83,068.  Do not several sorts of Rays make Vibrations of several bignesses, which according to their bigness excite Sensations of several Colours, much after the manner that the Vibrations of the Air, according to their several bignesses excite Sensations of several Sounds?  And particularly do not the most refrangible Rays excite the shortest Vibrations for making a Sensation of deep violet, the least refrangible the largest form making a Sensation of deep red, and several intermediate sorts of Rays, Vibrations of several intermediate bignesses to make Sensations of several intermediate Colours?  (Newton & Light & Colour)  ibid.  Query XIII

 

 

83,071.  And so, supposing that light impinging on a refracting or reflecting ethereal superficies puts it into a vibrating motion, that physical superficies being by the perpetual applause of rays always kept in a vibrating motion, and the ether therein continually expanded and compressed by turns, if a ray of light impinge on it when it is much compressed, I suppose it is then too dense and stiff to let the ray through, and so reflects it; but the rays that impinge on it at other times, when it is either expanded by the interval between two vibrations or not too much compressed and condensed, go through and are refracted.  (Newton & Light & Colour)  Isaac Newton, article 1675 ‘Hypothesis Explaining the Properties of Light’

 

83,072.  And now to explain colours.  I suppose that as bodies excite sounds of various tones and consequently vibrations, in the air of various bignesses, so when rays of light by impinging on the stiff refracting superficies excite vibrations in the ether, these rays excite vibrations of various bignesses.  (Newton & Light & Colour)  ibid.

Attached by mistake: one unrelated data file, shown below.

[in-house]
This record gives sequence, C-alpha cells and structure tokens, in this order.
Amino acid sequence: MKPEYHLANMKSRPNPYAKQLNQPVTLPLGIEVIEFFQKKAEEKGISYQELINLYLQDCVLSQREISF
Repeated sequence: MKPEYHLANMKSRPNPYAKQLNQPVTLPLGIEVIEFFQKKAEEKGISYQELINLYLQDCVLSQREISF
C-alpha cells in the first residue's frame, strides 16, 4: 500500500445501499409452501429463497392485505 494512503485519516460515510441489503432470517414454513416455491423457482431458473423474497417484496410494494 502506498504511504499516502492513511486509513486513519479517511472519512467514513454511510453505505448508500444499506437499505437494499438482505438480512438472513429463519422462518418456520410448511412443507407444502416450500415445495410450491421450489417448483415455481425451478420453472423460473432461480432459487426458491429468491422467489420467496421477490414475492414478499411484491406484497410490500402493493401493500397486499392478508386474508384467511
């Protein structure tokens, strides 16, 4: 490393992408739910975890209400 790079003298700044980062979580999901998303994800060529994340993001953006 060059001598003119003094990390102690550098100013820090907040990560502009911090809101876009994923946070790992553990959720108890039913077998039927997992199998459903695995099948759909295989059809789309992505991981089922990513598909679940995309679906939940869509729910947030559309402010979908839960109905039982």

11,776.  All colours agree in the dark.  (Colour & Dark)  Francis Bacon, Essays 1625 ‘Or Unity in Religion’

 

 

11,777.  I think it pisses God off if you walk by the colour purple in a field somewhere and don't notice it.  Alice Walker, The Colour Purple 1982

 

 

11,778.  Some programmes aren’t much fun in black and white.  Colour makes the world a much more enjoyable place.  But why do we see in colour?  Surely not for simple aesthetic reasons.  Colour vision may have evolved because it serves some practical purpose.  This that completely overturn our old theories of how we see colours.  (Colour & See & Vision)  Horizon: Colourful Notions, BBC 1985

 

11,779.  But the theory still can’t explain these coloured shadows: how green light produces a red shadow or blue light produces a yellow one.  (Colour & See & Vision & Shadow)  ibid.

 

11,780.  Dr Edwin Land astonished the world with the Polaroid instant camera in 1948.  (Colour & See & Vision & Camera)  ibid.

 

11,781.  There must indeed be some relation between the colour of an object and the amount of long, middle or short-wave light it reflects.  (Colour & See & Vision & Light)  ibid.

 

 

87,954.  We live a world made of a kaleidoscope of colours ... Are these colours really what they seem?  Is the sky really blue?  Are the leaves really green?  (See & Colour & Illusion & Vision)  Horizon: Do You See What I See?  BBC 2011

 

87,955.  It’s an unsettling idea that colours may not really exist ... Do you see red in the same way that I do?  (See & Colour & Illusion & Vision)  ibid.

 

87,956.  Wearing red seemed to help people win in a sporting situation.  (See & Colour & Illusion & Vision)  ibid.

 

87,957.  Colour can speed up time.  But it’s not the colour red that does it ... Blue seems to able to speed up time.  (See & Colour & Illusion & Vision & Blue)  ibid.

 

87,958.  For us as a species the way we see colour has a history.  (See & Colour & Illusion & Vision)  ibid.

 

87,959.  Red and green are colours we have had to learn.  (See & Colour & Illusion & Vision)  ibid.

 

87,960.  Colour is created in your brain.  It’s made from the language you speak, the memories you carry, even the moods you feel.  It is one of Nature’s great illusions.  (See & Colour & Illusion & Vision)  ibid.

 

87,961.  There’s even a difference between men and women.  (See & Colour & Illusion & Vision)  ibid.